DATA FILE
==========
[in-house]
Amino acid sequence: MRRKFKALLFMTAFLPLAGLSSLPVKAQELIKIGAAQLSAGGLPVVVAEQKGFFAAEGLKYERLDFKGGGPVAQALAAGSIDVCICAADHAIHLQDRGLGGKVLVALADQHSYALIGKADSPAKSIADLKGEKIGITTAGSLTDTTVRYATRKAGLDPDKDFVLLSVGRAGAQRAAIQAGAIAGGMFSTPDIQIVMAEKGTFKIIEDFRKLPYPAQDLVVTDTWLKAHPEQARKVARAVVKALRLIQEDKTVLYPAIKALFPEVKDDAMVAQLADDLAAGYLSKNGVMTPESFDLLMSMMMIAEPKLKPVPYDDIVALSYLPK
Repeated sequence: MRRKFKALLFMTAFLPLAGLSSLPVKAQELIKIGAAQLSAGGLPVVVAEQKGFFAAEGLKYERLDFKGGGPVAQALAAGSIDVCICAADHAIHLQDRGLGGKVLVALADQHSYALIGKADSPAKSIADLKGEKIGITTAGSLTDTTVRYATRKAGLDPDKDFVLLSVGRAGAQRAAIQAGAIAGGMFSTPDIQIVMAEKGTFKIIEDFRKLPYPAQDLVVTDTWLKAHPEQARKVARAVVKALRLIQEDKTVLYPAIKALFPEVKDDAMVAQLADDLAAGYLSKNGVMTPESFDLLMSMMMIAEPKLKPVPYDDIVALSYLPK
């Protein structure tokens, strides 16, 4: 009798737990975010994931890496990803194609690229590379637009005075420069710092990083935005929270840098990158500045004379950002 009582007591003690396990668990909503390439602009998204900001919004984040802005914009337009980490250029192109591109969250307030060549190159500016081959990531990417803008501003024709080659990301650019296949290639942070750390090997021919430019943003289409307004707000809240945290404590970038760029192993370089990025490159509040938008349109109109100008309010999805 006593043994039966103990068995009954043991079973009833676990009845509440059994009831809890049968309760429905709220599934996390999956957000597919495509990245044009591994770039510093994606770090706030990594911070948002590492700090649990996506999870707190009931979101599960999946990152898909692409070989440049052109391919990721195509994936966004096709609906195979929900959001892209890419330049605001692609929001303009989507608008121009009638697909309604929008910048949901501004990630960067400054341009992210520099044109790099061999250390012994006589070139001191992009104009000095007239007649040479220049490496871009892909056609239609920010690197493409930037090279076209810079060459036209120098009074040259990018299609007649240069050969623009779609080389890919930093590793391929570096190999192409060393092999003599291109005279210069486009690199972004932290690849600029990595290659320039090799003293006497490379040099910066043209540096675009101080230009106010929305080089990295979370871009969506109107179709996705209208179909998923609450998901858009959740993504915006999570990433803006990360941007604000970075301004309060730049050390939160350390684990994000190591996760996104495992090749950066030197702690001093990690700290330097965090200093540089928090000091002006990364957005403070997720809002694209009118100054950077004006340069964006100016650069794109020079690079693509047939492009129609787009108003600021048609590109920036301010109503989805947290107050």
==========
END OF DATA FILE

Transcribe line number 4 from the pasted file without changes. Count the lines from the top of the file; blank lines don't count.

């Protein structure tokens, strides 16, 4: 009798737990975010994931890496990803194609690229590379637009005075420069710092990083935005929270840098990158500045004379950002 009582007591003690396990668990909503390439602009998204900001919004984040802005914009337009980490250029192109591109969250307030060549190159500016081959990531990417803008501003024709080659990301650019296949290639942070750390090997021919430019943003289409307004707000809240945290404590970038760029192993370089990025490159509040938008349109109109100008309010999805 006593043994039966103990068995009954043991079973009833676990009845509440059994009831809890049968309760429905709220599934996390999956957000597919495509990245044009591994770039510093994606770090706030990594911070948002590492700090649990996506999870707190009931979101599960999946990152898909692409070989440049052109391919990721195509994936966004096709609906195979929900959001892209890419330049605001692609929001303009989507608008121009009638697909309604929008910048949901501004990630960067400054341009992210520099044109790099061999250390012994006589070139001191992009104009000095007239007649040479220049490496871009892909056609239609920010690197493409930037090279076209810079060459036209120098009074040259990018299609007649240069050969623009779609080389890919930093590793391929570096190999192409060393092999003599291109005279210069486009690199972004932290690849600029990595290659320039090799003293006497490379040099910066043209540096675009101080230009106010929305080089990295979370871009969506109107179709996705209208179909998923609450998901858009959740993504915006999570990433803006990360941007604000970075301004309060730049050390939160350390684990994000190591996760996104495992090749950066030197702690001093990690700290330097965090200093540089928090000091002006990364957005403070997720809002694209009118100054950077004006340069964006100016650069794109020079690079693509047939492009129609787009108003600021048609590109920036301010109503989805947290107050």